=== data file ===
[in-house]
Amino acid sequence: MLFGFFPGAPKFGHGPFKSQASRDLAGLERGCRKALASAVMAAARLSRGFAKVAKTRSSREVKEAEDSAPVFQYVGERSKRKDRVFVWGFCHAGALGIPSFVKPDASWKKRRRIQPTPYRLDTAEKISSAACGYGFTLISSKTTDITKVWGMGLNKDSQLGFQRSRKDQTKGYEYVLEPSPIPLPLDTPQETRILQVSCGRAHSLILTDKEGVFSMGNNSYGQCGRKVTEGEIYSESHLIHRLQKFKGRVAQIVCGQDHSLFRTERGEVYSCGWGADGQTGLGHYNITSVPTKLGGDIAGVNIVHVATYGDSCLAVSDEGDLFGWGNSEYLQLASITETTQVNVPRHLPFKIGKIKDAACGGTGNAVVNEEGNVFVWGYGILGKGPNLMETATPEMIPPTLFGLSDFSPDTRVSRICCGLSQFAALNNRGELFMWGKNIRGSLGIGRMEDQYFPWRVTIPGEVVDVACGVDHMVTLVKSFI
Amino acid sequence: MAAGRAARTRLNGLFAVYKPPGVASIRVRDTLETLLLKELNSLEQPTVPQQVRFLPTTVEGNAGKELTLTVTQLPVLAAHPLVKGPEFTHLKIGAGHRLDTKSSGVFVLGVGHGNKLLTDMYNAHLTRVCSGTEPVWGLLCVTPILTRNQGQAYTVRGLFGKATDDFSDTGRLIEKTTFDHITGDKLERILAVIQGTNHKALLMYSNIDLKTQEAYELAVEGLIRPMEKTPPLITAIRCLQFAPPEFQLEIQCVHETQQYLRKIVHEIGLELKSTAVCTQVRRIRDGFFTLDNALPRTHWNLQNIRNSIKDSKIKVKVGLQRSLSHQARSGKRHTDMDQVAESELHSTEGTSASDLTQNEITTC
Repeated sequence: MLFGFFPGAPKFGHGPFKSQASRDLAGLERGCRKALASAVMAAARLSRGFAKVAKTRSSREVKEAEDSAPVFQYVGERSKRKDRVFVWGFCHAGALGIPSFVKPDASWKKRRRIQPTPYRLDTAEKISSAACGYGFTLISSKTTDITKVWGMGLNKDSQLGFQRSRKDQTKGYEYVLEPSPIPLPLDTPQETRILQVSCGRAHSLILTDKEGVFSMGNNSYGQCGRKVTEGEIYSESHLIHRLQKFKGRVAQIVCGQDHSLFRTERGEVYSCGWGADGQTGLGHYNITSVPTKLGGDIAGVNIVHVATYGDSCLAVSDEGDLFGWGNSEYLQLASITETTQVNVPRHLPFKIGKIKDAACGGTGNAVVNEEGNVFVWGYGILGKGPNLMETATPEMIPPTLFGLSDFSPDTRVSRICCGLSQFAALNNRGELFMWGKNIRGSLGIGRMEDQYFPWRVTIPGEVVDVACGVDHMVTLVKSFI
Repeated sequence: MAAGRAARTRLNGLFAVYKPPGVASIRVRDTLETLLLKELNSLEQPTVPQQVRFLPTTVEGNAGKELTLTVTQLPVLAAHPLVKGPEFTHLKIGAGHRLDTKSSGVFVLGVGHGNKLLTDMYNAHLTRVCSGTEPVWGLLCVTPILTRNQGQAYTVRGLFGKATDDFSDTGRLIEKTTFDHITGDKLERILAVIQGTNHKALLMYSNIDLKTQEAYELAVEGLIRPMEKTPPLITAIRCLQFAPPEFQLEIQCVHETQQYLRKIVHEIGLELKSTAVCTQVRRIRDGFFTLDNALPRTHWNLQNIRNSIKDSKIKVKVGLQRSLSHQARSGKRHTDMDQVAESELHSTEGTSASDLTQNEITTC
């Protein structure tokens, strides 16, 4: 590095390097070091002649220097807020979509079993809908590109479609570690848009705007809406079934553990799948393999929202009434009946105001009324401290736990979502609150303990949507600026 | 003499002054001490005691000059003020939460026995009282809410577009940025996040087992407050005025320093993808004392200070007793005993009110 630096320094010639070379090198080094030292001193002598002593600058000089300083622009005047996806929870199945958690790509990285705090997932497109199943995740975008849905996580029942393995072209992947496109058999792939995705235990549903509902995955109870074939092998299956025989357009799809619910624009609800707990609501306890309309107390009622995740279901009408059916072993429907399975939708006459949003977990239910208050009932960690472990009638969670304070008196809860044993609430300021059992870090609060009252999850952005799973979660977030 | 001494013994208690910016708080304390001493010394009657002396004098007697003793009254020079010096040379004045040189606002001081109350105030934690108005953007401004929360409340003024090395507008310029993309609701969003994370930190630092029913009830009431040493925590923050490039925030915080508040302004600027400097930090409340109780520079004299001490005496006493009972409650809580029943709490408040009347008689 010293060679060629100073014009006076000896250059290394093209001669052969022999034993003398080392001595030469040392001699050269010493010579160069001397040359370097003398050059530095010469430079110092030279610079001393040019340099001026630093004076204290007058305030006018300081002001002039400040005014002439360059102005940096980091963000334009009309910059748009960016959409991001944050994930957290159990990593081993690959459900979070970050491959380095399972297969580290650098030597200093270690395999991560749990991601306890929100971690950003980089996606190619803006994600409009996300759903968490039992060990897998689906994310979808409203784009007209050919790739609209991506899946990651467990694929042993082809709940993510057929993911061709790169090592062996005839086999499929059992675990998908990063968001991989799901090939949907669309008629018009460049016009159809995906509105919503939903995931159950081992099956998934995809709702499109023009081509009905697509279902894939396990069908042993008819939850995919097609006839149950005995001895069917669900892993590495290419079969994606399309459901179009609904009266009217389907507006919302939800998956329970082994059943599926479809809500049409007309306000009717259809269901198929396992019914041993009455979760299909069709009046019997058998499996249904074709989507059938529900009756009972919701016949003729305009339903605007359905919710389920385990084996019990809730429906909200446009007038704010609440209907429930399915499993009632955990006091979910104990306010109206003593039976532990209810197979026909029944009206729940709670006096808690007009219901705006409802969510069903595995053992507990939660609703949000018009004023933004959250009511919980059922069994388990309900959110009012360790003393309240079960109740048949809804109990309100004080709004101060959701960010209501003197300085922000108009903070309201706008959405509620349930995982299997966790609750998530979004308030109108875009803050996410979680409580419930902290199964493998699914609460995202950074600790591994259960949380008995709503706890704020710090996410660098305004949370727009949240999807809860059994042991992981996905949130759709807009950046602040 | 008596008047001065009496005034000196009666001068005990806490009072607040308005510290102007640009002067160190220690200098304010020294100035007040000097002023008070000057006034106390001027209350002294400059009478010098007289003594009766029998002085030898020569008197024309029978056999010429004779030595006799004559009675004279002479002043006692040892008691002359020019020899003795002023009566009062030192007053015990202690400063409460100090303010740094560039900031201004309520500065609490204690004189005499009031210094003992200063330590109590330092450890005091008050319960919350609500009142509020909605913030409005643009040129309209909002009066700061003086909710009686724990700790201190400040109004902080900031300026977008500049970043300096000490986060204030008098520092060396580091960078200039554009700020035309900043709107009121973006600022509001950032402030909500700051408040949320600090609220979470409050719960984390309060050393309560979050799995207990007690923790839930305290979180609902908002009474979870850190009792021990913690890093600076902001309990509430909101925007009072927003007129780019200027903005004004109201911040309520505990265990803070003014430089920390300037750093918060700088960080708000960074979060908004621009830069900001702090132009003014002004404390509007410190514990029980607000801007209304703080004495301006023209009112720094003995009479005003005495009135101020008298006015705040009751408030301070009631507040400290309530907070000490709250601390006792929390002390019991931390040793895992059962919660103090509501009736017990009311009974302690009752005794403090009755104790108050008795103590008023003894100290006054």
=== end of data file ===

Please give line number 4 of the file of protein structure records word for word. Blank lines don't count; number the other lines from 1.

Repeated sequence: MLFGFFPGAPKFGHGPFKSQASRDLAGLERGCRKALASAVMAAARLSRGFAKVAKTRSSREVKEAEDSAPVFQYVGERSKRKDRVFVWGFCHAGALGIPSFVKPDASWKKRRRIQPTPYRLDTAEKISSAACGYGFTLISSKTTDITKVWGMGLNKDSQLGFQRSRKDQTKGYEYVLEPSPIPLPLDTPQETRILQVSCGRAHSLILTDKEGVFSMGNNSYGQCGRKVTEGEIYSESHLIHRLQKFKGRVAQIVCGQDHSLFRTERGEVYSCGWGADGQTGLGHYNITSVPTKLGGDIAGVNIVHVATYGDSCLAVSDEGDLFGWGNSEYLQLASITETTQVNVPRHLPFKIGKIKDAACGGTGNAVVNEEGNVFVWGYGILGKGPNLMETATPEMIPPTLFGLSDFSPDTRVSRICCGLSQFAALNNRGELFMWGKNIRGSLGIGRMEDQYFPWRVTIPGEVVDVACGVDHMVTLVKSFI